At the end of my experiment, I thought through all of the things that could have gone wrong. Perhaps someone did tamper with my honeypot laptop, and my methodology for detecting this wasn’t thorough enough to notice. Or maybe potential attackers noticed that the laptop I carried with me and used at the conferences I was attending was different than the one I left in my room, and decided against tampering with it in case it was a trap.

But the most likely reason I didn’t catch any attackers is that no one tried to tamper with my laptop. Hacking a target’s laptop by physically tampering with it while they’re traveling probably happens only rarely because it’s so expensive – it may require travel, physical surveillance, breaking and entering, and the risk of getting caught or breaking the laptop is high. Compare this to cheap forms of hacking like email phishing: You can target thousands of people at once from the comfort of your office, and the risk of getting caught is much lower.

Still, I believe actively checking devices for tampering is worthwhile. You’ll never catch an attacker in the act if you never look for evidence of their attacks. And just looking for evidence, even if you don’t find any, increases costs for attackers: If they want to be sure you won’t notice, they’re going to have to get more creative. I believe it’s useful to explain the technology and the methodology I came up with to detect tampering and share what I learned from the experience. Doing so gives a taste of just how many ways there are to tamper with a laptop.


“Crabs In A Bucket” As An Analogy For Modern Human Society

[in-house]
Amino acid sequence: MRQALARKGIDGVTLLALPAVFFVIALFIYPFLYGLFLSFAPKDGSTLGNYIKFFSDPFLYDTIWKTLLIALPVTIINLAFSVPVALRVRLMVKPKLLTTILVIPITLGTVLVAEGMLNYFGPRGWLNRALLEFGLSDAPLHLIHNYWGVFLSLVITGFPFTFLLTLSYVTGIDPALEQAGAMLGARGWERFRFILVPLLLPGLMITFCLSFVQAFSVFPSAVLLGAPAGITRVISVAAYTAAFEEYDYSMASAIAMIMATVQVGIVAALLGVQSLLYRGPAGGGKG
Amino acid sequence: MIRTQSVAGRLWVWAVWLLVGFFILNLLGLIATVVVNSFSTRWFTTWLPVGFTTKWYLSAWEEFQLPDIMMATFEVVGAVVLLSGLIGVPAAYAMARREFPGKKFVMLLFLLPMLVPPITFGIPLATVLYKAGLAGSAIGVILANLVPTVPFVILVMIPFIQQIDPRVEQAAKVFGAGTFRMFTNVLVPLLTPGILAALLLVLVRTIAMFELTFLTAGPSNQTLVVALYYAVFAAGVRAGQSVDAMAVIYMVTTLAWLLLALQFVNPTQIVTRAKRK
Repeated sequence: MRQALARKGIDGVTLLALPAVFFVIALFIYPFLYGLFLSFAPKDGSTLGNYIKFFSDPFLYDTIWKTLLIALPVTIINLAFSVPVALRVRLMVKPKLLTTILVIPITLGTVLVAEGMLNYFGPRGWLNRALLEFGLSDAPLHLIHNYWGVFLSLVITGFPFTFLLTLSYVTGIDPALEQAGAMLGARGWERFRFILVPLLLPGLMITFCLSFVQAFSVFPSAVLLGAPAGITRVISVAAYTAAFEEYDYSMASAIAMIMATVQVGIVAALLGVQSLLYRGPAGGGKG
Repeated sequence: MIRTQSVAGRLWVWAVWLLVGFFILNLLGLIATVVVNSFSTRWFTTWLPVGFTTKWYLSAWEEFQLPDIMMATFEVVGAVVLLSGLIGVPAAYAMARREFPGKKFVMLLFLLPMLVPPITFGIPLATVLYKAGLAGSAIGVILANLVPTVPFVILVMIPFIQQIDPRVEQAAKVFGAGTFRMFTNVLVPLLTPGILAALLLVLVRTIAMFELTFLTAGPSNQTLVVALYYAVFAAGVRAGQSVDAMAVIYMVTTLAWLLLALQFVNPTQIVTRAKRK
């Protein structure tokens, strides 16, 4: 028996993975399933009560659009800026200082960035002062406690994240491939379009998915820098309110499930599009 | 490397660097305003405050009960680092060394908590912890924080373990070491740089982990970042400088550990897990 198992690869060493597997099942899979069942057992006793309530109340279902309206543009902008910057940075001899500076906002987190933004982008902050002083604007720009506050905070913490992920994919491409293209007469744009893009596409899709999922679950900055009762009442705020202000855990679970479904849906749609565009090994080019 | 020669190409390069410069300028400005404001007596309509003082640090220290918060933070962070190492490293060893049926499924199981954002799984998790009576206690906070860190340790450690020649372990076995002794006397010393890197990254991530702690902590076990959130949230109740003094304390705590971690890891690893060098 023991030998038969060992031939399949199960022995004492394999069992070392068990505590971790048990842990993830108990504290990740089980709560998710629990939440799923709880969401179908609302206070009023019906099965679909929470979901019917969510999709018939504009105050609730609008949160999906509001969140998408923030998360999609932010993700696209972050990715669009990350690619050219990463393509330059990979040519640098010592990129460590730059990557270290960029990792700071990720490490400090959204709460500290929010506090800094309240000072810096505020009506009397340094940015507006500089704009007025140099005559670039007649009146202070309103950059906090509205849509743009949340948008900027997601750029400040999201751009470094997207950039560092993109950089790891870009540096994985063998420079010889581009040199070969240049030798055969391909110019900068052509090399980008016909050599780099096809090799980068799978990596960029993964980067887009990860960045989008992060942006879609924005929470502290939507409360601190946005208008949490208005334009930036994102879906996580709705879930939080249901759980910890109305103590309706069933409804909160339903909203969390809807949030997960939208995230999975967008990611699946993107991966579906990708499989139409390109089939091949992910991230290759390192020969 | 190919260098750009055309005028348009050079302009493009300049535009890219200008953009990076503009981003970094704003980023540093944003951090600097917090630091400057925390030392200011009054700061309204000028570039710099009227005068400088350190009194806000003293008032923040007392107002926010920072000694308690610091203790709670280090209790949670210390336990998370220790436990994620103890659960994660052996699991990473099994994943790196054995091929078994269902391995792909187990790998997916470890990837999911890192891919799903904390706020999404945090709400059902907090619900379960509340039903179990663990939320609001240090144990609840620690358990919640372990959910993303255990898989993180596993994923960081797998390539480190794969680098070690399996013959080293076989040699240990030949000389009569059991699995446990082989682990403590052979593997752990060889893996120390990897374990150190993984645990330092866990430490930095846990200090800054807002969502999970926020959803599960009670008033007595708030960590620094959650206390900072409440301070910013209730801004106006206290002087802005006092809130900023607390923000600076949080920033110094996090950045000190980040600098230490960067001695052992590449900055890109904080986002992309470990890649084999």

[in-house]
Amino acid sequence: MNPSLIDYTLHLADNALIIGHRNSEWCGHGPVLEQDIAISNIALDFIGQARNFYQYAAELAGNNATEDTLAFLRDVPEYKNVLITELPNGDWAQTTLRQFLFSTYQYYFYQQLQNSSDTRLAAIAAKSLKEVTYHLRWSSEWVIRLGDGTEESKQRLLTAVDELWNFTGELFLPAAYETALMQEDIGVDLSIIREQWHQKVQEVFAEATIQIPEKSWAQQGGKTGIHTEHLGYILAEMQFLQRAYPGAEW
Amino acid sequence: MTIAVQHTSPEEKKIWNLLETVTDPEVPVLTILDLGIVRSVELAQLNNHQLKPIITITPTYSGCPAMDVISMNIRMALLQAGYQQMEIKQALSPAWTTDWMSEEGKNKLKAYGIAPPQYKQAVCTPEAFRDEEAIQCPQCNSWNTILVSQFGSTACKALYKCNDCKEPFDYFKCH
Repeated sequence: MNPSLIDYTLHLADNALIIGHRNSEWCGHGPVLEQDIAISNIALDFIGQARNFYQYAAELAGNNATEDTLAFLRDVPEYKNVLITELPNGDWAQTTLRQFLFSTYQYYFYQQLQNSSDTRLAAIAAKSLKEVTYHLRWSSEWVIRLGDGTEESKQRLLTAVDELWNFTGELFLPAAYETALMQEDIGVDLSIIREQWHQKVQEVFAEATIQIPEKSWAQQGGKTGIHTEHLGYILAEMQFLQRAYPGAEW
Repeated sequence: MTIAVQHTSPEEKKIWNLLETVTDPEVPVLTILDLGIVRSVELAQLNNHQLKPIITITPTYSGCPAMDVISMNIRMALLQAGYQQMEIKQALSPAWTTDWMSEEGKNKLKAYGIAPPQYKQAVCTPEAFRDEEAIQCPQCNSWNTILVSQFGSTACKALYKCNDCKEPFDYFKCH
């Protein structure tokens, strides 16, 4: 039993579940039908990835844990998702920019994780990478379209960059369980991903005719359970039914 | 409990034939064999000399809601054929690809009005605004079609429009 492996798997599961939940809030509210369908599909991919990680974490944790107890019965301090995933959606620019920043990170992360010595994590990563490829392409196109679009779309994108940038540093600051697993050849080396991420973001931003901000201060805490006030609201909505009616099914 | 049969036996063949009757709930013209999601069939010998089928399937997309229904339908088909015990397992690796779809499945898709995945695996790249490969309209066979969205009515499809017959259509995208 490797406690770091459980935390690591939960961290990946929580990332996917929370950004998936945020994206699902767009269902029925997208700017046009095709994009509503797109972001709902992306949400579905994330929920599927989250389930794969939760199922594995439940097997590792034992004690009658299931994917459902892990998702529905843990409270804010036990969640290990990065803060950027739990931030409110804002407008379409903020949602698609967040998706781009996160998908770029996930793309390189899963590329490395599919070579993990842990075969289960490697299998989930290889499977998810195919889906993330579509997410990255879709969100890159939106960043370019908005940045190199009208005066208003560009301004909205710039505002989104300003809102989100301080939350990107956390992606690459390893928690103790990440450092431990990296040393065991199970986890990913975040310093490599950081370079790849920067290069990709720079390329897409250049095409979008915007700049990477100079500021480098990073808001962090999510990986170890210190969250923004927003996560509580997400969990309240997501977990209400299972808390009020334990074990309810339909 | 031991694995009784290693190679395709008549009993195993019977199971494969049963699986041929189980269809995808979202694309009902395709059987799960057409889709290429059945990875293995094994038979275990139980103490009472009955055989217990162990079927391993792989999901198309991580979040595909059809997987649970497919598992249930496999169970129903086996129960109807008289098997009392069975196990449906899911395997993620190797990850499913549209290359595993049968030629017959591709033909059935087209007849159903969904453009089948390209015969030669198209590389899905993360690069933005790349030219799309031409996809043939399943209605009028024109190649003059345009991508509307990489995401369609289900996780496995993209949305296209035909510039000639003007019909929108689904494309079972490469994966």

[Note:  This article is from 2015, but since I just heard the term used on a network TV show, I thought it was worth posting.  DLH]

“Crabs In A Bucket” As An Analogy For Modern Human Society
By John Vibes
Aug 19 2015

Sometimes it helps to use metaphors to describe the current situations that we are living under to help people see what is right in front of them. The violence and twisted mentality that consumes many cultures around the world is difficult for someone to notice when they have grown up around it, and know nothing else.

Recently I came across an extremely interesting concept that does a really good job at depicting the current mentality that many people have in their personal relationships as well as their business and political ventures.

That is the “crab mentality” which looks at the world as a zero sum game, where there is no such thing as a mutually beneficial exchange. Every situation has winners and losers with this world view, and everyone is out to make someone else a loser. In reality, there are solutions that people can come to without getting hostile with one another, that leads to an outcome where everyone involved is better off than they were before.

According to a Wikipedia entry: